Flora, April 2017, Vol.229, pp.58-70
Owing to the growing sensitivity of forests to drought under the warming climate, more attention should be paid to the role of soil drought, plant–plant interactions, tree species and structural diversity, and other abiotic factors on the crown die-back of trees. We studied how permanent soil water stress had impacted on crown die-back of beech trees ( L.) at their drought limit in near-natural temperate forests of Germany and Switzerland. Crown die-back was quantified by the proportion of dead above-ground biomass to total biomass for the individual beech tree. We quantified the available soil water storage capacity as a measure of soil drought stress in combination with other biotic (e.g., plant–plant interactions, tree species diversity, stand structural diversity, plant height and proportion of oak trees) and abiotic (e.g., light availability, soil pH, soil bulk density, potential evapotranspiration) factors to determine the influence of those stressors on crown die-back. We found increases in soil water storage capacity, neighbourhood interactions, plant height and light decreased crown die-back of the beech trees. These stressors differently influenced the die-back among different parts of tree crown. Soil water storage capacity, light availability, intra- and interspecific interactions, plant height and tree species diversity had the strongest influence on die-back in the upper part of the crown. Permanent death of beech trees occurred when the amount of dead above-ground biomass exceeded a 58% mortality threshold. We conclude that vitality of beech trees in drought stressed forests is related to soil water storage capacity, light availability, neighbourhood interactions and tree species diversity.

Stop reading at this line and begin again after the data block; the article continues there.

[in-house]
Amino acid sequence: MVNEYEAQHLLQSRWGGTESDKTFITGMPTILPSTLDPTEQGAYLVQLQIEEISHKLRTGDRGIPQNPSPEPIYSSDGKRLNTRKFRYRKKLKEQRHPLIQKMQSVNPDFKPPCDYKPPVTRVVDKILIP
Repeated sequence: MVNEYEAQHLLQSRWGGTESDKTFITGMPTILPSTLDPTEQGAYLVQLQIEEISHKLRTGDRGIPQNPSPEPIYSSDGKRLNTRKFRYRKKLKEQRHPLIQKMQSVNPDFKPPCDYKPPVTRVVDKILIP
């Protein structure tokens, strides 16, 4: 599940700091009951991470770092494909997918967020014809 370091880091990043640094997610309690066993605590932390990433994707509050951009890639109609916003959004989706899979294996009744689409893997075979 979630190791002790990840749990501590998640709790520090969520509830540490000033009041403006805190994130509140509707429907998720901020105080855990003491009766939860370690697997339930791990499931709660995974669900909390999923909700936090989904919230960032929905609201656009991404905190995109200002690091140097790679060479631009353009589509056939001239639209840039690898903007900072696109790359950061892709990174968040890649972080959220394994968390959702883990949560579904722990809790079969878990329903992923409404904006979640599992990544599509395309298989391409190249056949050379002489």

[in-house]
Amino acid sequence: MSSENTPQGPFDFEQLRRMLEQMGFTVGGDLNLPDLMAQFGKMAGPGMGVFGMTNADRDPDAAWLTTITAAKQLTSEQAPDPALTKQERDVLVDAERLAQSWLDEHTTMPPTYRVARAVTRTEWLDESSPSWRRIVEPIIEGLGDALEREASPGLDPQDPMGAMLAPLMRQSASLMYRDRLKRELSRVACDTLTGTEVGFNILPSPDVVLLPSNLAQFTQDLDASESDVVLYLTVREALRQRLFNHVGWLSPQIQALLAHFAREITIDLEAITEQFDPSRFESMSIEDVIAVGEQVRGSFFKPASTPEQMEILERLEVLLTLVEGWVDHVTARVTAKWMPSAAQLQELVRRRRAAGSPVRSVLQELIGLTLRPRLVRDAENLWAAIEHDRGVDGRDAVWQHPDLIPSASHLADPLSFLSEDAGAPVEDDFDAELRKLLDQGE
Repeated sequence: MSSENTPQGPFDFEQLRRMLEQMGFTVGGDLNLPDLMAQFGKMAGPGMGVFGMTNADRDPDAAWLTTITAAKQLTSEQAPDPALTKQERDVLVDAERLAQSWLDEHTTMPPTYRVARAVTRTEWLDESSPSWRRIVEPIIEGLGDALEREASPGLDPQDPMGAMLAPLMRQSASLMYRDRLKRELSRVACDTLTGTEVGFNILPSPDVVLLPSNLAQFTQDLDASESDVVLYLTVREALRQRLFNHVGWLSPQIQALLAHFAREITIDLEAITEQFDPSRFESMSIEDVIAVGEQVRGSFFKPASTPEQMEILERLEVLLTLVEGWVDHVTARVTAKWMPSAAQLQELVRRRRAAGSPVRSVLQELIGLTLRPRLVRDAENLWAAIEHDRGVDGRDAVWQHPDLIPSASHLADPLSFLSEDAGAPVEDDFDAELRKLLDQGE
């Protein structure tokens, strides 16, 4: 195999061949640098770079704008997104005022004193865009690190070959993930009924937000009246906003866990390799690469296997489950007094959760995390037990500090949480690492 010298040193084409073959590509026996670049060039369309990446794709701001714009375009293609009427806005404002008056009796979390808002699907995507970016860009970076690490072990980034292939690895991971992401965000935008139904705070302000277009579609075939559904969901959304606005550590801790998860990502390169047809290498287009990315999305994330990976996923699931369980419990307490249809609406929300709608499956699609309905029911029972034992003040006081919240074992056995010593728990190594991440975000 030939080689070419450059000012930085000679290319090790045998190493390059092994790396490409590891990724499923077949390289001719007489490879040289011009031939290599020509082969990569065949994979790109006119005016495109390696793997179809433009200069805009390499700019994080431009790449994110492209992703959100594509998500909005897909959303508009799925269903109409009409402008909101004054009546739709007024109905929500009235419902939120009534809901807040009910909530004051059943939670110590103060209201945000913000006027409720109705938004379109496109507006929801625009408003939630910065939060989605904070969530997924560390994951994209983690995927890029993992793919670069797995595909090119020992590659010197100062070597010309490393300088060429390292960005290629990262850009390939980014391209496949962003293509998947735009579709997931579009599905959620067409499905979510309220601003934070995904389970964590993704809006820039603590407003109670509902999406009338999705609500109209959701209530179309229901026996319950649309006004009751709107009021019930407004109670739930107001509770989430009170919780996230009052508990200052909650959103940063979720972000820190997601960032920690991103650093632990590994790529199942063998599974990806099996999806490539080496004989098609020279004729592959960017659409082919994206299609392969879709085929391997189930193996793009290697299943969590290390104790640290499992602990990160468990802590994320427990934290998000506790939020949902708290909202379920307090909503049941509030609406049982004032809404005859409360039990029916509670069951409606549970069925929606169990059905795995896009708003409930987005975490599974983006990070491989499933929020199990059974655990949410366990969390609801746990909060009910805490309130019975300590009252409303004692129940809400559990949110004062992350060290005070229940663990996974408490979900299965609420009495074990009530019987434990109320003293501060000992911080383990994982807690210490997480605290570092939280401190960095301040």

Crown Die-Back Threshold ; Drought Limit of Beech ; Facilitation ; Neighbourhood Interaction ; Soil Water Storage Capacity ; Tree Species Diversity ; Botany
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